We are at odds about this constantly. But she understands that I am committed to the Gospel, and will never leave it either. This means that she will probably be dating others at the same time as you. From reading the above posts from previous posters, please keep in mind that while it helps to read and learn from each others' experiences as we are all in the same boat -- we must also make the distinction between someone's occupation and their personality or character. I think our entire family feels the loneliness including himself. Is this a red flag or are we both just being stubborn.
But you are setting yourself up to leave the Church more easily, and even if you agree the children will be raised Mormon, your kids will likely not continue to participate in the Church as adults. We have discussed marriage and kids but I dont want to live a life of lonliness I'm responding to the comment on April 11, - I posted on April 3, Sounds like you are going through my same fears and concerns. She might not be keeping the Word of Wisdom, living according to the Law of Chastity, or attending church regularly. These same principles have helped build strong, successful religious communities for thousands of years. Here are my thoughts as someone who grew up with a non-mormon father and as someone who married a non-mormon girl. In childhood, that includes the majority. He made a big deal out of my birthday, holidays, etc. I still love my Heavenly Father and my Savior.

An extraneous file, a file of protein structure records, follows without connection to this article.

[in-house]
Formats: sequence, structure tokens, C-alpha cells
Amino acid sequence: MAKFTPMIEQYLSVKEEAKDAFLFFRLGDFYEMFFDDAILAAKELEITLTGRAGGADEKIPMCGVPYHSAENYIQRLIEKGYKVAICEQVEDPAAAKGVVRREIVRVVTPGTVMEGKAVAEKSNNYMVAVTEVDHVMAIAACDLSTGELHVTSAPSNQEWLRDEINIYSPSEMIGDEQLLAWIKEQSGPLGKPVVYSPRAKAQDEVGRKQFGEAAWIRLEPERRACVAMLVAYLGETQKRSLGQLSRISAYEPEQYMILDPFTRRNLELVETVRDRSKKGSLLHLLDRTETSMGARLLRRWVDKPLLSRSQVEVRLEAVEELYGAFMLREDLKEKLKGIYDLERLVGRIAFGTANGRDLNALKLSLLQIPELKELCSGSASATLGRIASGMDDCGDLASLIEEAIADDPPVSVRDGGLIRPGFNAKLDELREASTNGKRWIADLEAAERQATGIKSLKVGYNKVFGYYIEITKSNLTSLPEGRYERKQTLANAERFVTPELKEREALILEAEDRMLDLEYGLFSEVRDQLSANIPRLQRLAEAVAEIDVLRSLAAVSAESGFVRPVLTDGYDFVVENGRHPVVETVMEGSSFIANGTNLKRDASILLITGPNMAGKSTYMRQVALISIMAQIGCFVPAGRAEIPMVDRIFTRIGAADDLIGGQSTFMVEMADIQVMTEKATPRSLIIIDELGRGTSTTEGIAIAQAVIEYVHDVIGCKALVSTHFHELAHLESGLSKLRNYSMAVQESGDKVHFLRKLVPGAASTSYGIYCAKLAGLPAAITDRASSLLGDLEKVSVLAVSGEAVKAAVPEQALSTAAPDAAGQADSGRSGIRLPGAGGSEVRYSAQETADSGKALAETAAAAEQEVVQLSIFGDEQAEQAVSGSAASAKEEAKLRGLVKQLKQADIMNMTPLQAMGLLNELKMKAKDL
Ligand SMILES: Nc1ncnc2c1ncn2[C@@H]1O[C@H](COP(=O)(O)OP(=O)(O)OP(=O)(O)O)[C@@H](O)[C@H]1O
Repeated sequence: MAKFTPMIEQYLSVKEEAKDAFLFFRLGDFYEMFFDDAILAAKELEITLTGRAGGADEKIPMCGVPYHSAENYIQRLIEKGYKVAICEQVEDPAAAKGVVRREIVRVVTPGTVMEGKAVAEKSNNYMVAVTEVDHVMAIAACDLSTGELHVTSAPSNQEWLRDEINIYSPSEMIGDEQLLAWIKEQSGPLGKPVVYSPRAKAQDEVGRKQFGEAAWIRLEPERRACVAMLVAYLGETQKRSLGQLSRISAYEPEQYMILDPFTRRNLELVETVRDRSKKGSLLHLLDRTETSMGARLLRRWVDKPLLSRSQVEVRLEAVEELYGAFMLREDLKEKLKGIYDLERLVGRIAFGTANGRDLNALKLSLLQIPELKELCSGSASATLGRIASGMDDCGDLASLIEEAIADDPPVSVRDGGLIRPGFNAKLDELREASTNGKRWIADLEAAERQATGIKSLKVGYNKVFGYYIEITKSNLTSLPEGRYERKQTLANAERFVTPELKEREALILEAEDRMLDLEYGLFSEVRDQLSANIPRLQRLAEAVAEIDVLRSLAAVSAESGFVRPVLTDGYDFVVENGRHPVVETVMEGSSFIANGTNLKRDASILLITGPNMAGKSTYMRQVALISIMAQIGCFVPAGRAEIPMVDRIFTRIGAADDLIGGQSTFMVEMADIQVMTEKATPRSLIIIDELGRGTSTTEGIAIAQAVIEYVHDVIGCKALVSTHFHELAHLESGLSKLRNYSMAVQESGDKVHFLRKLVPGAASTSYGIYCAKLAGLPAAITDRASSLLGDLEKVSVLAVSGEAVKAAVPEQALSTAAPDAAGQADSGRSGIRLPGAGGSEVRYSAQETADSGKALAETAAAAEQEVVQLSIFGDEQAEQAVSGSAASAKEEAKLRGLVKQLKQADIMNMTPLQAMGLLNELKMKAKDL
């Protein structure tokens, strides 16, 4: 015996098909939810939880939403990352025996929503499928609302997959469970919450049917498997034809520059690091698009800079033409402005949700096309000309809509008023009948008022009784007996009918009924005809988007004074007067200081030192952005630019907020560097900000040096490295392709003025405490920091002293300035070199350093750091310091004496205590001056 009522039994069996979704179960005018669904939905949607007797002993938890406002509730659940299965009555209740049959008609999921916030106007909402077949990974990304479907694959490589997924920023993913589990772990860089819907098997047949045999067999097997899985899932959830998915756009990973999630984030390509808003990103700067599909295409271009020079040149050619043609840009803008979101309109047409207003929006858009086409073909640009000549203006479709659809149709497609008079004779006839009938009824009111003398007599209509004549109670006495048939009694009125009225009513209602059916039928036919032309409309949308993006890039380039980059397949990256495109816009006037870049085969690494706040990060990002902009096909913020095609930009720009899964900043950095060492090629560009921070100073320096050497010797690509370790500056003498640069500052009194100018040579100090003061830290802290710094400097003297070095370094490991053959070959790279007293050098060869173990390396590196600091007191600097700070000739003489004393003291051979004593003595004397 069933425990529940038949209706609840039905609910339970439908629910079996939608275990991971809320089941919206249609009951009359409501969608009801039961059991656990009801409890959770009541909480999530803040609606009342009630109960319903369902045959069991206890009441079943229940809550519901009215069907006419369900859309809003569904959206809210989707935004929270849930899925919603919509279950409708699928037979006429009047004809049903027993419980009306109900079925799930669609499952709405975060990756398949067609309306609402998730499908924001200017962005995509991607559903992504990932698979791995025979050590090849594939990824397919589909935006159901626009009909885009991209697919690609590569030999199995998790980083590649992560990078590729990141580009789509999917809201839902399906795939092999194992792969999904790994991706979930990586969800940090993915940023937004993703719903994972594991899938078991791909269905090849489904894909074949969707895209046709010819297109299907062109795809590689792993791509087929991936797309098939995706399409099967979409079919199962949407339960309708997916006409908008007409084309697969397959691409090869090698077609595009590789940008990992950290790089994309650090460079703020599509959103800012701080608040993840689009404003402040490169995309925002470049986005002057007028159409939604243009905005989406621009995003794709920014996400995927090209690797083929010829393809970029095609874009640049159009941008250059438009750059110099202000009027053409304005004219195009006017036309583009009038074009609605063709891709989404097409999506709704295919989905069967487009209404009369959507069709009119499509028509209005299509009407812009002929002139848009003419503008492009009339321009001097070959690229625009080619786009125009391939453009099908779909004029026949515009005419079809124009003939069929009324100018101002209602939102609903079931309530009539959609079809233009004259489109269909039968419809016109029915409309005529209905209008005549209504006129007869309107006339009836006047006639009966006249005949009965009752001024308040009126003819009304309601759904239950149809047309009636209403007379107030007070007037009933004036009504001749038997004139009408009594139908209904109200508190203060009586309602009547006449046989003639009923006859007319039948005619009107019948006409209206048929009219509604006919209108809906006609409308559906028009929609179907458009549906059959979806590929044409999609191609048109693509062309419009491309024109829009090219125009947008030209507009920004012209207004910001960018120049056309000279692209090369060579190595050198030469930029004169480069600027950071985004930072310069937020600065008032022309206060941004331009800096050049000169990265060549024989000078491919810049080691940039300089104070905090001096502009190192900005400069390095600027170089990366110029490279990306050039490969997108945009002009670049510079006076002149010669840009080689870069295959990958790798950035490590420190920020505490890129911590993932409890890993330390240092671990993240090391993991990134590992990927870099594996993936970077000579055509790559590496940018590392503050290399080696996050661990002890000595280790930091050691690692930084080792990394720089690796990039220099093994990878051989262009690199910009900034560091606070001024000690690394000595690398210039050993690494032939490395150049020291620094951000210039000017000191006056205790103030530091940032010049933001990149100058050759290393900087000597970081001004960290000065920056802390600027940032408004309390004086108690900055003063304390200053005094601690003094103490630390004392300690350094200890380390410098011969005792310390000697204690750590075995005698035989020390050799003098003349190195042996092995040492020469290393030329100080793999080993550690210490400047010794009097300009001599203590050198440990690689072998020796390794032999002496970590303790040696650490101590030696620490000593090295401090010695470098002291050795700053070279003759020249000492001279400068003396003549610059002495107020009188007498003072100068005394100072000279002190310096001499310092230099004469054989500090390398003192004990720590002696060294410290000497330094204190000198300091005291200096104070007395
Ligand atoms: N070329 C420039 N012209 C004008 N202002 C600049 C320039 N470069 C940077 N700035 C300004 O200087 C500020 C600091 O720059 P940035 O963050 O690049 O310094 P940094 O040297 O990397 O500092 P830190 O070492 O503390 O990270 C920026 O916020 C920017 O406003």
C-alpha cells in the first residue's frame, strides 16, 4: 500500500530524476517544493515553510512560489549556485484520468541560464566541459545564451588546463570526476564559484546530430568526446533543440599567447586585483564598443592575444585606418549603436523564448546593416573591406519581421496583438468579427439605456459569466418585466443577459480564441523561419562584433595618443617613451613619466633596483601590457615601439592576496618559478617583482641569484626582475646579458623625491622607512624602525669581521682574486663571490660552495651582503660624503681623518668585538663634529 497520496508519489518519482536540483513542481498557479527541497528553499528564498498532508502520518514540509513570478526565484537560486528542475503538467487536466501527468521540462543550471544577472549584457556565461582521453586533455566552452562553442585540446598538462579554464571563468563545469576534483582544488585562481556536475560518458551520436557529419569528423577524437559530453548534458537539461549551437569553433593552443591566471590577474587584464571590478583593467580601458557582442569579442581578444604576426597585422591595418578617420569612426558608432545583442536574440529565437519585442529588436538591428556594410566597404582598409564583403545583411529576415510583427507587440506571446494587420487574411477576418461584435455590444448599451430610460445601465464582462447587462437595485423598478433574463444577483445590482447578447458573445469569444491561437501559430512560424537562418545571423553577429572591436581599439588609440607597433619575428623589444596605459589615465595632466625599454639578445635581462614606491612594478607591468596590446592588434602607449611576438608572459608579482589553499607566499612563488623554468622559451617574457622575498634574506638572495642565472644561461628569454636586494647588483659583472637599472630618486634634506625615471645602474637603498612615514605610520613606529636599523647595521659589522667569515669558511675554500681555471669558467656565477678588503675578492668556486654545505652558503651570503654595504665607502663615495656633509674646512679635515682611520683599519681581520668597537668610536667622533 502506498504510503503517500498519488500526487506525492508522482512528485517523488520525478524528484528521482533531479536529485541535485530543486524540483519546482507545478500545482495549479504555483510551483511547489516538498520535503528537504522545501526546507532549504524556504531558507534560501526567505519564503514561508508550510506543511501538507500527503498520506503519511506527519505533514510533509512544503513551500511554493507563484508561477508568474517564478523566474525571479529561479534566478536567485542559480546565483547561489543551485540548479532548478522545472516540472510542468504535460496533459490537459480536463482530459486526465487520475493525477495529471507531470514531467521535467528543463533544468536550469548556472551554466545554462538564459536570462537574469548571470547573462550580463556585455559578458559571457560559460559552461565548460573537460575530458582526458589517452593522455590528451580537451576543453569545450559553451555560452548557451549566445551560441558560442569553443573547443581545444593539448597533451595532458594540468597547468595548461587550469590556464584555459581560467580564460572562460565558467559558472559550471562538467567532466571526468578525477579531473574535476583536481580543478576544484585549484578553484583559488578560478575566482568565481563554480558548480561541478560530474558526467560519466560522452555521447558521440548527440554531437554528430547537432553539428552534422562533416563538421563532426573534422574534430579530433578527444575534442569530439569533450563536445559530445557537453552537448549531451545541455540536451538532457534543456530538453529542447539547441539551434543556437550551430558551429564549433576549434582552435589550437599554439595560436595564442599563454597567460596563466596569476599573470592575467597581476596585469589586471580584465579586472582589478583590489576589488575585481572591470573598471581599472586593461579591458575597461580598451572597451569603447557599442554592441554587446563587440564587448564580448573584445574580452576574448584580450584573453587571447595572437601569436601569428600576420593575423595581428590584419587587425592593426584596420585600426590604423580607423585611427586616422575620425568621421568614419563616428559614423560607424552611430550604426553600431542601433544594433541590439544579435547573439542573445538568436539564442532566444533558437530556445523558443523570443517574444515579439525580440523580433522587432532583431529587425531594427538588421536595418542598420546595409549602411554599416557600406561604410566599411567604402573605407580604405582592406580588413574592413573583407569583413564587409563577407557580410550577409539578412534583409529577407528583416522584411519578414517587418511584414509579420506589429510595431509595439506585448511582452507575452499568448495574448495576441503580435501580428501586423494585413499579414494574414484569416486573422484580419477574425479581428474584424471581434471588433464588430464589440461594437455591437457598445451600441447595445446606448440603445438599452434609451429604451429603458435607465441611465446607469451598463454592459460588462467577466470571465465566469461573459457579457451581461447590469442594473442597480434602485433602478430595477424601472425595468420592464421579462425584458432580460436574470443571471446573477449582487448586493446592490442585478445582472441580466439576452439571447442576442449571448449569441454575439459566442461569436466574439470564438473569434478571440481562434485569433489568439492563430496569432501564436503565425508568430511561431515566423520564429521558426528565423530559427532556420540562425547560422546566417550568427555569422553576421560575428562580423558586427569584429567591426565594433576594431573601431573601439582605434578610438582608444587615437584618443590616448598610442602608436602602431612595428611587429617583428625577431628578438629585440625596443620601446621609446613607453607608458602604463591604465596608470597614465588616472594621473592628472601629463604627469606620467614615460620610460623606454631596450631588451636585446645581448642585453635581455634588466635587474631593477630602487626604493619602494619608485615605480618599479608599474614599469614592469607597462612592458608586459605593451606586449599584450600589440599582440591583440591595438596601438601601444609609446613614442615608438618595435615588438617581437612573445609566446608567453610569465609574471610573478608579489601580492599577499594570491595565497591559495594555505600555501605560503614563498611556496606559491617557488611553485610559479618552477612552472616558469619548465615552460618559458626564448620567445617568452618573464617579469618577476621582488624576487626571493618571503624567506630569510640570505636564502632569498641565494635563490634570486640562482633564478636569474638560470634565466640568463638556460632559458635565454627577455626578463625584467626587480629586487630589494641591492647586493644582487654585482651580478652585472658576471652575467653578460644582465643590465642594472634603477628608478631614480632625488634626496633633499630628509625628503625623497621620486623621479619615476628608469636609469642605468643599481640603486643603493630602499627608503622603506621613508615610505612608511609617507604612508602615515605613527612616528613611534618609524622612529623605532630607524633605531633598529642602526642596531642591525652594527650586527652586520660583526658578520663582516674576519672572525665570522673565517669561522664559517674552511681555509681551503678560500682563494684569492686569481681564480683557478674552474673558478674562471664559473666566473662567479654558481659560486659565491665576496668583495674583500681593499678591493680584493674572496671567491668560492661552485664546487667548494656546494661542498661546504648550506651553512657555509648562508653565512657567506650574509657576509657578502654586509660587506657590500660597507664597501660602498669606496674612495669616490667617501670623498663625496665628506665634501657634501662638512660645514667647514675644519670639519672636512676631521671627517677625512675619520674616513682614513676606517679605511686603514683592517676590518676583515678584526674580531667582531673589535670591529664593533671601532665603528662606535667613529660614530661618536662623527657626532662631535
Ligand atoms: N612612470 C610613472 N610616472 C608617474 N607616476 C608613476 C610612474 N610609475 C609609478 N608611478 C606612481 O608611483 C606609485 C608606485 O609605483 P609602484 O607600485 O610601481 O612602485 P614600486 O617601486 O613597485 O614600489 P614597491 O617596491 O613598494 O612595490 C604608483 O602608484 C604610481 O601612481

I would not have wanted to be dismissed as crazy and unworthy of attention when I was still a member, because it wouldn't have been true. I have feeling you stopped pursuing anyone unlikely to go for you. If they believe their religion, they will ultimately cause you pain and disappointment. I really like this girl but, is Mormonism so toxic that I should just sever the relationship before it gets serious. I look at my single male doctor colleagues and some of them are sweet and honestly looking for a connection.
And I really agree that in any marriage no matter what the professions, each spouse wants to come to a welcoming and communicative environment, they don't want bottled up tense frustration. If you are willing to wait, then well and good; otherwise, it is best to move on. It does kick your butt!. It can burn, and it can burn you hardcore. His job prevents you much access to him. I asked, he refused. I have so often heard wow you married a doctor The truth is I will always come second to his job and he will never know how lonely I am for him to put me first. I do hope I'm able to make the necessary sacrifices to make my marriage work. Communication is crucial, and even if we don't see each other for several days at a time, it's important to be on the same page. He will not be permitted to bless the child in front of the ward, for instance, so you will have to choose to forego that ritual or find someone else to stand in for the father, which he may not be comfortable with.